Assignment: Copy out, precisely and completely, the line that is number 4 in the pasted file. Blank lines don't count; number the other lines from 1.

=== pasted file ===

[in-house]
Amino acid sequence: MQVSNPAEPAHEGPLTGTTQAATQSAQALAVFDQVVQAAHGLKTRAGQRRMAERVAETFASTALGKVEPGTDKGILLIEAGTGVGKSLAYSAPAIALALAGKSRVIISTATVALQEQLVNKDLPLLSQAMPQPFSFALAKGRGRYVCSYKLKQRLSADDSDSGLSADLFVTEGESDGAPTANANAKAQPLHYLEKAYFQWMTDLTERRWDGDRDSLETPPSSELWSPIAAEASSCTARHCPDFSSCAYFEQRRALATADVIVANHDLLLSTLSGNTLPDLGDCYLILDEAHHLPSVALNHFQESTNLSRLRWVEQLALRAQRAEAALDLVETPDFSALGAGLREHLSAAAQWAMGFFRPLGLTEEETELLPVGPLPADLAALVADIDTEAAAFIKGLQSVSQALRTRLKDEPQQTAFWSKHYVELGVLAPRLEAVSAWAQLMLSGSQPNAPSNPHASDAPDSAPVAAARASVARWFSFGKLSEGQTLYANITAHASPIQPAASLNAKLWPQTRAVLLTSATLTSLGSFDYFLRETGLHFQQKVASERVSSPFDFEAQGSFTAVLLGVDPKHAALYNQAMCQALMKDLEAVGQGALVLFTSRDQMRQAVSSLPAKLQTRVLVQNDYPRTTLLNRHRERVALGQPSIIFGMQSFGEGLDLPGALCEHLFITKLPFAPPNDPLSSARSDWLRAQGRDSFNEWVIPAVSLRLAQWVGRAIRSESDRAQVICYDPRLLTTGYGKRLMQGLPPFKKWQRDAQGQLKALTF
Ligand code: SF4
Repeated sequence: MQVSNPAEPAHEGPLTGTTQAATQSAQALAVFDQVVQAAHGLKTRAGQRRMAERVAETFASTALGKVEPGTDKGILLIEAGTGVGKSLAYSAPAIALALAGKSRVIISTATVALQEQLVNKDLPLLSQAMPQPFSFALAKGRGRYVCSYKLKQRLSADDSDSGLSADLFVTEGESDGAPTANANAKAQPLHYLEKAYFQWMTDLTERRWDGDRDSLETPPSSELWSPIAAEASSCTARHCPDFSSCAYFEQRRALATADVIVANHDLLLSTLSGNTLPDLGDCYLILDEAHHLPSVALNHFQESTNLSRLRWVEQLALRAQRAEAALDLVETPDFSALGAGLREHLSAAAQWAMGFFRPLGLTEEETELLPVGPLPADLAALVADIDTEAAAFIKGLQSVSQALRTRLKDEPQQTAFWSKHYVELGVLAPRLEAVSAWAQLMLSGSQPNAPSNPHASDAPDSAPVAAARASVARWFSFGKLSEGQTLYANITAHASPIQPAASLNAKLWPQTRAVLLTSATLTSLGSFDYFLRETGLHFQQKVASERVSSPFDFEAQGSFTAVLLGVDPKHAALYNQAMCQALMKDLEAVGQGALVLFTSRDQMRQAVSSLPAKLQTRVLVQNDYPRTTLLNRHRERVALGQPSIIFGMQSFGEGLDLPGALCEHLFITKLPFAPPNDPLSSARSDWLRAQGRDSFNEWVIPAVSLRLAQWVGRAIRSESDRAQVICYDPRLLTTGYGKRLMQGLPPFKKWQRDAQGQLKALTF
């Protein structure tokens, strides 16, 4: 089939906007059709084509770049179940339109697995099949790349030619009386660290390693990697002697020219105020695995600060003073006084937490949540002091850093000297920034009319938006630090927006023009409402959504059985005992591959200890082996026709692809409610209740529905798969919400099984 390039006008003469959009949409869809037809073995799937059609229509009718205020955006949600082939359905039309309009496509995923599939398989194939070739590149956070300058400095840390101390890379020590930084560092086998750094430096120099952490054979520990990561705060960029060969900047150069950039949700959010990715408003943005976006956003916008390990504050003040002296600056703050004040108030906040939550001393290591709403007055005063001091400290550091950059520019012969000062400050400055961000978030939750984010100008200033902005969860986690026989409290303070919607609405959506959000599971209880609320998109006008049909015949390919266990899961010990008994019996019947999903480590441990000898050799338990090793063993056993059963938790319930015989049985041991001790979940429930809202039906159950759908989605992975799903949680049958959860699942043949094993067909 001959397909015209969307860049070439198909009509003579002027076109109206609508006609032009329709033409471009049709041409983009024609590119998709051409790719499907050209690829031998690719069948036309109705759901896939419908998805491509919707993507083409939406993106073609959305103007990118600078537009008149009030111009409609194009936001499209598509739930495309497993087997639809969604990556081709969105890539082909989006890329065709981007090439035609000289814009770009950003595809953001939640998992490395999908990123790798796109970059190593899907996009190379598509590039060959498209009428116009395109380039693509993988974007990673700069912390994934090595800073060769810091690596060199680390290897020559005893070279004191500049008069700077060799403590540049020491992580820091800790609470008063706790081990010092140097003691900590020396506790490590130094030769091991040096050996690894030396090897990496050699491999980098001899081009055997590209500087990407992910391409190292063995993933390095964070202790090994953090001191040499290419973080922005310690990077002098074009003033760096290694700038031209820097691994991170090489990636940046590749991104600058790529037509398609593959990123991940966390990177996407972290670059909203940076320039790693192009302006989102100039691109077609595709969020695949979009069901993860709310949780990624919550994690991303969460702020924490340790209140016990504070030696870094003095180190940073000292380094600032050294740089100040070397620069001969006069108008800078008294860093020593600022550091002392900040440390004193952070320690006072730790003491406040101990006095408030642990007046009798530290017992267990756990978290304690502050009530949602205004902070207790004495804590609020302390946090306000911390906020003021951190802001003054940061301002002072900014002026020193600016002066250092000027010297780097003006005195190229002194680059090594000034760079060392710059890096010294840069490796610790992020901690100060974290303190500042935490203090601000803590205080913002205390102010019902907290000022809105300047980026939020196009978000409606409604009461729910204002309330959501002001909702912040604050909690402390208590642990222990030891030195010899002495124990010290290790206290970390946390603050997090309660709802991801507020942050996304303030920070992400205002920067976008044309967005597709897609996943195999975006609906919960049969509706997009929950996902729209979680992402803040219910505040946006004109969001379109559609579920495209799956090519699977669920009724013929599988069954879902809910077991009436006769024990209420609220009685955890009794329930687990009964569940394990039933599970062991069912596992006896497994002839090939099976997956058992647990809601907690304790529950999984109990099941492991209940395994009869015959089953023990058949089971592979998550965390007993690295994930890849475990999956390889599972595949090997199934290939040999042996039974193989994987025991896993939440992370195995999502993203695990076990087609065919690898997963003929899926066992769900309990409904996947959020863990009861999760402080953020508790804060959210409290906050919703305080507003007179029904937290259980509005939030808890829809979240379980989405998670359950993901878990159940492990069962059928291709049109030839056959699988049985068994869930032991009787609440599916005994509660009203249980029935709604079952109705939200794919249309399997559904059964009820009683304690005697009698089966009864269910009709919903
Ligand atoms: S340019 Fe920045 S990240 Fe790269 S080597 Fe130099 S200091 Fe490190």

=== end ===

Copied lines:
Repeated sequence: MQVSNPAEPAHEGPLTGTTQAATQSAQALAVFDQVVQAAHGLKTRAGQRRMAERVAETFASTALGKVEPGTDKGILLIEAGTGVGKSLAYSAPAIALALAGKSRVIISTATVALQEQLVNKDLPLLSQAMPQPFSFALAKGRGRYVCSYKLKQRLSADDSDSGLSADLFVTEGESDGAPTANANAKAQPLHYLEKAYFQWMTDLTERRWDGDRDSLETPPSSELWSPIAAEASSCTARHCPDFSSCAYFEQRRALATADVIVANHDLLLSTLSGNTLPDLGDCYLILDEAHHLPSVALNHFQESTNLSRLRWVEQLALRAQRAEAALDLVETPDFSALGAGLREHLSAAAQWAMGFFRPLGLTEEETELLPVGPLPADLAALVADIDTEAAAFIKGLQSVSQALRTRLKDEPQQTAFWSKHYVELGVLAPRLEAVSAWAQLMLSGSQPNAPSNPHASDAPDSAPVAAARASVARWFSFGKLSEGQTLYANITAHASPIQPAASLNAKLWPQTRAVLLTSATLTSLGSFDYFLRETGLHFQQKVASERVSSPFDFEAQGSFTAVLLGVDPKHAALYNQAMCQALMKDLEAVGQGALVLFTSRDQMRQAVSSLPAKLQTRVLVQNDYPRTTLLNRHRERVALGQPSIIFGMQSFGEGLDLPGALCEHLFITKLPFAPPNDPLSSARSDWLRAQGRDSFNEWVIPAVSLRLAQWVGRAIRSESDRAQVICYDPRLLTTGYGKRLMQGLPPFKKWQRDAQGQLKALTF